Nick has lots of ideas for how the PTO can reach parents about the PTO. For example, Janney Elementary school has a thermometer showing the percentage of parents who support the PTO with a push for 100% participation. Stoddert could do the same thing and could also put up posters outside of Principal Bryant’s office throughout the school year advertising the things that the PTO does that affect every Stoddert student. For example, the teacher stipends that the PTO funds at the beginning of the year benefit every Stoddert student. The PTO should also let parents know about all the new things that the PTO wants to fund that will help all Stoddert students.
Nick recommended monthly membership themes to help parents understand why they should participate in the PTO.
There was also a recommendation to disassociate the PTO from the AfterCare program in parents’ minds. Even though no PTO dues go to the AfterCare program, many parents feel that the PTO is only for those families who participate in the AfterCare program because all families in the AfterCare Program have to pay their PTO dues in order to join that program.
We could do away with the requirement of paying PTO dues in order to join the AfterCare program, but that could decrease PTO dues significantly rather than increasing them. Last year, the PTO received $75,000 from PTO dues payments. All but $8,000 of that $75,000 came from families who paid PTO dues in order to join the AfterCare program.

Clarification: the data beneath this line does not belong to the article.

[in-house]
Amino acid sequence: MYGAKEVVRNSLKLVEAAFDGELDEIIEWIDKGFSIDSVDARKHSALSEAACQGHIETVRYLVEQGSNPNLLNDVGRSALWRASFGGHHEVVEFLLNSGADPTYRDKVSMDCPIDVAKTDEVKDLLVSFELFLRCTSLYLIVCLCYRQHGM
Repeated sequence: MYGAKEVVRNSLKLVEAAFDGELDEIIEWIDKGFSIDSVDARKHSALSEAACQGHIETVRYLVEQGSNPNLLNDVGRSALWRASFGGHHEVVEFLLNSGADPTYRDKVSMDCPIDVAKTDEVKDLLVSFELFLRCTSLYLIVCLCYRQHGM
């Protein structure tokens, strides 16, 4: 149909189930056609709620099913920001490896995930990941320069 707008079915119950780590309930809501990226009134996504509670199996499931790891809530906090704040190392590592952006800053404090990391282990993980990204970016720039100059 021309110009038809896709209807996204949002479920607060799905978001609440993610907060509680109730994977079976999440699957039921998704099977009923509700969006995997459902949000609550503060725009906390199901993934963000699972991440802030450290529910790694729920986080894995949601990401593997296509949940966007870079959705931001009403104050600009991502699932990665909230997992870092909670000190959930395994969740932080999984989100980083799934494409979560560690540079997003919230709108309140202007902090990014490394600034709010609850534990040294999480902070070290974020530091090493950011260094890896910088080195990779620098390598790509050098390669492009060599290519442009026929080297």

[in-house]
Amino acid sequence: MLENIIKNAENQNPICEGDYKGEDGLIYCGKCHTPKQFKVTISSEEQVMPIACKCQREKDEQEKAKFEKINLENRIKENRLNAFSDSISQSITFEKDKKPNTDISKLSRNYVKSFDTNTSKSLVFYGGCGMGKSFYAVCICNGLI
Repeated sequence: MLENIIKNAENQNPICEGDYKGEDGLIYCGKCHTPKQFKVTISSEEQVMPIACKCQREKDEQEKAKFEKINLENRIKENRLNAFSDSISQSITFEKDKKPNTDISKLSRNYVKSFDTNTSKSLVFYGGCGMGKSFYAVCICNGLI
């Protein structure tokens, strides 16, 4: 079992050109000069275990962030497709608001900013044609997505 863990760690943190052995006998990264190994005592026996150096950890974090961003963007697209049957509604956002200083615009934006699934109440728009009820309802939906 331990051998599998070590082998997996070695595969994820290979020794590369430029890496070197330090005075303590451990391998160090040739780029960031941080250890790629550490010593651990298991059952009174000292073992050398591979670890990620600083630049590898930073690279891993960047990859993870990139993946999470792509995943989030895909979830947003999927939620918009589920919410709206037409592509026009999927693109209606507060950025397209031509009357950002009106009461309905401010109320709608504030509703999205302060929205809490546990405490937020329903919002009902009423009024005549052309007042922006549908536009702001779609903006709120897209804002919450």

Once we get into the school year a bit and the initial influx of families paying PTO dues is over, we should try to get an idea of the percentage of families/parents who have paid dues this year, including looking at the percentage of families/parents paying dues who are not participating in the AfterCare program. Nick would like to compare those participation rates with the participation rates from other schools. The PTO should also talk to parents who do not participate in the PTO and the AfterCare program and ask them why they are not in the PTO.
Over the summer, the PTO’s communications team launched Stoddert’s new website. The big communications push this year is to make the website the go-to source for all Stoddert related information, which includes classroom information, event information, etc. For example, we are trying to get all individual classroom information on the teacher pages. The goal is to have all Stoddert information on the website.
The Stoddert PTO Chalkboard is coming out every Sunday. Since this mass email is coming out every Sunday, the communications team who puts this together every week needs all the information that should be in the Chalkboard by the previous Thursday. That will allow the communications team to prepare the Sunday Chalkboard on Friday rather than having to do that on Saturday or Sunday.
A big “Thank you” to Jen Perry and Juli Smith for putting together Stoddert’s new website.